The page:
In 2015, three armed jihadists stormed the Paris offices of the satirical magazine Charlie Hebdo during an editorial meeting and brutally murdered twelve people – ten journalists and, moments later, two police officers. The terrorists were exacting ‘revenge’ for the cartoonists’ recent depictions of the prophet Muhammad.
In the days following the attack, we noted the shameful response by some Guardian cartoonists: one cartoon actually blamed the victims for publishing “racist depictions”of Muslims, whilst another blamed the West’s mistreatment of Muslims as a cause of the violence.
Why, we asked, would a publication which insists it upholds secular, liberal values not fiercely defend the media’s fundamental right to offend? After all, the Charlie Hebdo depictions were mocking the prophet Muhammad, not Muslims qua Muslims. The cartoons were blasphemous, not racist.
As noted yesterday by our sister site BBC Watch, BBC presenter Max Pearson asked Guardian cartoonist Martin Rowson about the dangers faced by political cartoonists during an interview aired on Aug. 14th. His response sheds some light on the Guardian’s reaction to the Charlie Hebdo affair.
Here’s the part of the exchange that we found illuminating:
Rowson’s revelation that Guardian editors censored his proposed cartoon depiction of Muhammad, for fear that it would endanger their staff and force him to go into hiding, is quite disturbing.
However, we find his subsequent comments to be unsettling in another way.
Note how, after his comments on editors censoring his Muhammad cartoon for fear of violence, he immediately pivots to non-violent criticism of his Israel-related cartoons – contextualising both as dangerous examples of attacks on free expression. Indeed, this inane comparison wouldn’t come as a surprise to followers of this blog. We’ve previously revealed that, in an interview several years ago, Rowson complained that “Zionist groups” (such as UK Media Watch) have falsely accused him of antisemitism over his cartoons. He then evoked the Livingstone Formulation in alleging that the “Israel lobby is…masterful in using [antisemitism] to silence criticism of their brutally oppressive colonialism”.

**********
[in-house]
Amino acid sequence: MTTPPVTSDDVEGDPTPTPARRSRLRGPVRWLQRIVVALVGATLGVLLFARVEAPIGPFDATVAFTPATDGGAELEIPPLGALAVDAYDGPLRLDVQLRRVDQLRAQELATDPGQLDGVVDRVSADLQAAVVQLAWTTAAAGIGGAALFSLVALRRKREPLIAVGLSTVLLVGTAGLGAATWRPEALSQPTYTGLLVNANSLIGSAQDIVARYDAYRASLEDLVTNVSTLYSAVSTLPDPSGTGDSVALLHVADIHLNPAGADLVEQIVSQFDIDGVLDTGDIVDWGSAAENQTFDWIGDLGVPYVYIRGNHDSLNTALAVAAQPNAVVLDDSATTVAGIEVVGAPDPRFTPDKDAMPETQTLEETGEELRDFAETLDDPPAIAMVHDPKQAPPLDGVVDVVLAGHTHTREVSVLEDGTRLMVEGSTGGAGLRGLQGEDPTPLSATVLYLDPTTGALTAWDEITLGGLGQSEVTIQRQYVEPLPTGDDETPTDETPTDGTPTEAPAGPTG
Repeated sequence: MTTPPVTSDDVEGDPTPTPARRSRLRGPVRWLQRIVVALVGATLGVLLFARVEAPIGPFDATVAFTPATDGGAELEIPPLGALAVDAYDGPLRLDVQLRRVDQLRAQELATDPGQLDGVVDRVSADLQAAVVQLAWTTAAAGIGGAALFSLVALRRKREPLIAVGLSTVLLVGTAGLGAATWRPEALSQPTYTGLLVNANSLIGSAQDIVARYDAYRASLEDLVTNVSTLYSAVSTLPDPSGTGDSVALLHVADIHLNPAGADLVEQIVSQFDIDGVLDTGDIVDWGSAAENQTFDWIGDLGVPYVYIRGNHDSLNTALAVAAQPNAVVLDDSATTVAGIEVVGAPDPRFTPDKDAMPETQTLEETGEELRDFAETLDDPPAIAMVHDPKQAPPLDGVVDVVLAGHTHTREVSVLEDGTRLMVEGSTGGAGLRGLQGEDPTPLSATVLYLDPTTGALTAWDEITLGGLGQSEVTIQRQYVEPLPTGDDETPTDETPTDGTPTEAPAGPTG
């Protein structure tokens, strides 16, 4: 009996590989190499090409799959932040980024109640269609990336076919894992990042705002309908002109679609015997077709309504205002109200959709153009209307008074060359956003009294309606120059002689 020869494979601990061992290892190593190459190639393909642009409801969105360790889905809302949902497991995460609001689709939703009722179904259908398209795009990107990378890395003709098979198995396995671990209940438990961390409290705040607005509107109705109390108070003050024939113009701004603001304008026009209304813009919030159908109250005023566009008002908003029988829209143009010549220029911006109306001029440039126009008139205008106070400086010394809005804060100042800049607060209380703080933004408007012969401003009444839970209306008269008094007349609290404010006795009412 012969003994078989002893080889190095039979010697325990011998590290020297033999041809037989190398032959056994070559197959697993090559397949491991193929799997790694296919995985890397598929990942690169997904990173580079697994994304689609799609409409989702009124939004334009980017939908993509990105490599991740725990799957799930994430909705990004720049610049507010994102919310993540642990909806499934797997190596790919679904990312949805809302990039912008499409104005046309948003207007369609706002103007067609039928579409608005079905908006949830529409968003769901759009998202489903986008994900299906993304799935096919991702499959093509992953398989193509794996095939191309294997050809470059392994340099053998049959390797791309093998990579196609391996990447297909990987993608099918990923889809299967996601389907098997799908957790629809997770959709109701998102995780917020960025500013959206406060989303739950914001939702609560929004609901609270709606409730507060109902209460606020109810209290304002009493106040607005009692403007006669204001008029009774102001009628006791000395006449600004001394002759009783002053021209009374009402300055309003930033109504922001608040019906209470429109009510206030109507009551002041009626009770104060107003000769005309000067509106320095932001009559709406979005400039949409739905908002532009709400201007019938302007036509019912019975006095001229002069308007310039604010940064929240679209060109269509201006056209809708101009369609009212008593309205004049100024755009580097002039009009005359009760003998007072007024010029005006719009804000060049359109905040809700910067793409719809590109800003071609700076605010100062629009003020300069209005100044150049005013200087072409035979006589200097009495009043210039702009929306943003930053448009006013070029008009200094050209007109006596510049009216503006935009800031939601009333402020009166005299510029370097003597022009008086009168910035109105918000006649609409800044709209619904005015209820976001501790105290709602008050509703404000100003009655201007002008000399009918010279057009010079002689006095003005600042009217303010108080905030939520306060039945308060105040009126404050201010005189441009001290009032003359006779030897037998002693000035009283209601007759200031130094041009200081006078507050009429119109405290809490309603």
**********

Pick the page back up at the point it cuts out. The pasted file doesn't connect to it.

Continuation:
Of course, as much as we abhor his views, we don’t have the power (or desire) to “silence” Martin Rowson. His decision to cease Israel related cartoons was completely his own. UK Media Watch’s commentary on Rowson’s work – serious critiques which, on one occasion, included concerns that he evoked (even if unintentionally) antisemitic stereotypes – have been civil, and in a manner consistent with the rights of free speech and criticism afforded in any democracy.
Finally, Rowson’s risible evocation of such Zionist criticism in the same breath as jihadist threats to cartoonists after Charlie Hebdo seems an apt metaphor for the Guardian’s coverage of the region: reports and commentary which often include an implicit moral equivalence between the region’s sole liberal democracy and its regressive (and decidedly violent) tyrannical foes.